The Missing Days of Holy Week

Like many of you, I was more attentive to devotional time during Lent, especially enjoying the “Presbyterians Today” devotionals. But I also ran across poems and other writings that were meaningful and thought-provoking. One writer highlighted the days between the palm processional and the last supper of Maundy Thursday, the “missing days” of our Holy Week services. What was Jesus doing during those days, and how might that increase our understanding and awe on Easter morning?    

Luke records several events that preceded the decision of the religious leaders to entrap and have him put to death: Jesus wept over Jerusalem, Jesus overturned the money-changers’ tables in the temple, and Jesus repeatedly challenged the religious leaders for rejecting the God of peace and justice. Ours is no dispassionate, emotionally distant savior, but one who feels deeply.

The love of God in Christ evident in the empty tomb is made clearer because of these events during the first Holy Week. Christ died and was raised to redeem God’s creation as it was intended to be – a world of peace and justice for all. That same love is also made clearer by contrast in a stunning event this 2016 Holy Week: The passage of House Bill 2 by our state legislature. It is a law that reflects hatred and injustice for the LGTBQ community. And like those religious leaders in Jerusalem, we Christians today are called to choose the way of justice and peace, or face the consequences of rejecting that way.

Jesus wept over Jerusalem. He didn’t weep because the people weren’t holy enough or didn’t interpret the scriptures rigidly enough. Jesus wept because the people of God had abandoned the ways of peace for a cruel faith that had made its accommodation to a cruel government. He expressed utter contempt (Luke 20:46-47) for the religious scribes who “devour widows’ houses and for the sake of appearance say long prayers.”

I have had four communications with members of our church this week who described their grief and anger over the decision by the legislature to remove the protection of the law from our LGBTQ brothers and sisters. The new law says clearly to them that they or those whom they love do not matter; that they are lesser human beings, such that their elected officials would have the law turn a blind eye to discrimination against them.

Do we doubt that Jesus weeps with them?        

As much as we might like to think this is a “political” matter and thus not a concern for the church, we do so at our own peril. Whether we ask it of Republicans or Democrats is not the issue, but we must ask, we must demand, from our government that our LGBTQ brothers and sisters be treated equally under the law. As Jesus made abundantly clear both in his words and in his furious cleansing of the temple, religiosity is no substitute for pursuing the ways of justice and peace.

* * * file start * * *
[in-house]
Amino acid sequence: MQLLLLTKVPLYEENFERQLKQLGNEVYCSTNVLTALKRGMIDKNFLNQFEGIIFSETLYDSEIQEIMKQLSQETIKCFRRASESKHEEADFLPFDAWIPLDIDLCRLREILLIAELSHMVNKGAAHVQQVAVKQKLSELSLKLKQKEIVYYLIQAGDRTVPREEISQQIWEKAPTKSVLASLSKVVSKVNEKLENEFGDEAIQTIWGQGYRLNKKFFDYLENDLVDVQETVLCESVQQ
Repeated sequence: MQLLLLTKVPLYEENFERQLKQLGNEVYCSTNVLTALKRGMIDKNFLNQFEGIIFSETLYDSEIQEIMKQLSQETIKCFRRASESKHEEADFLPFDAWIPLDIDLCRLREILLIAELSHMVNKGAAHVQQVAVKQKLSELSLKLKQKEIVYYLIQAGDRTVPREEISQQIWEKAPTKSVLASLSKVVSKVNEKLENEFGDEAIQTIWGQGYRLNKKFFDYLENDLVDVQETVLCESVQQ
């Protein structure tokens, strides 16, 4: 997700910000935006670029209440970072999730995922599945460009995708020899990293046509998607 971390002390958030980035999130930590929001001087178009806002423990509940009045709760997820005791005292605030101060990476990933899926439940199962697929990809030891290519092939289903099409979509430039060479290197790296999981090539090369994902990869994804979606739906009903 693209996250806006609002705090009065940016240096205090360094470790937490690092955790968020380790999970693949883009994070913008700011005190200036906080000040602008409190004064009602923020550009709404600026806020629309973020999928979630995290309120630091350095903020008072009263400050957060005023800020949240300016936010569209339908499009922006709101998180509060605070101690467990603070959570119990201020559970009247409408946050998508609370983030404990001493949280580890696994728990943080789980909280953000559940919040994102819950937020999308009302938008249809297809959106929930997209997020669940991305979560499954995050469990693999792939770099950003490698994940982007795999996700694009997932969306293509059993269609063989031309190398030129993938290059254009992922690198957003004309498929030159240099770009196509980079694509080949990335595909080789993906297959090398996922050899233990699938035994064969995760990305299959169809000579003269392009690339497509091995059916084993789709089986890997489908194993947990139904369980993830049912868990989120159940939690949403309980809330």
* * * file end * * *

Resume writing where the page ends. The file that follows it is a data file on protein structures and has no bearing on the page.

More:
Here at Guilford Park we have members who are gay, both openly and privately. We have parents and grandparents and aunts and uncles of gay people. Gay people are our friends, our neighbors, our colleagues. Increasingly many of us are also becoming more aware of transgender folks, particularly young people, and the difficulties they face.

Our Session has made the decision to welcome members of the LGTBQ community, to marry those who ask to be married, and to affirm our obligation to work for justice and equality for them. We cannot hide our heads and pretend this is “politics not religion” lest we become those whose faith witness is “for the sake of appearance.”

So let us commit ourselves in the name of Christ to join the fight for equality. Write a letter or call your representative and let them know that you believe in the God of justice and peace who weeps over this decision. Advocate and vote for candidates who support equality. Pray for those among us who have been wounded by this decision, and for those who have the power to undo the damage. And pray for the Justice and Peacemaking Committee, as we seek ways to join our congregation in the fight.

Christ is risen! And Christ still weeps over injustice and violence. 

Christ is risen! And Christ still calls people of faith to care about the marginalized.

Christ is risen! And Christ who is risen in glory is the Christ who died for us – for all of us.

— Melanie Rodenbough



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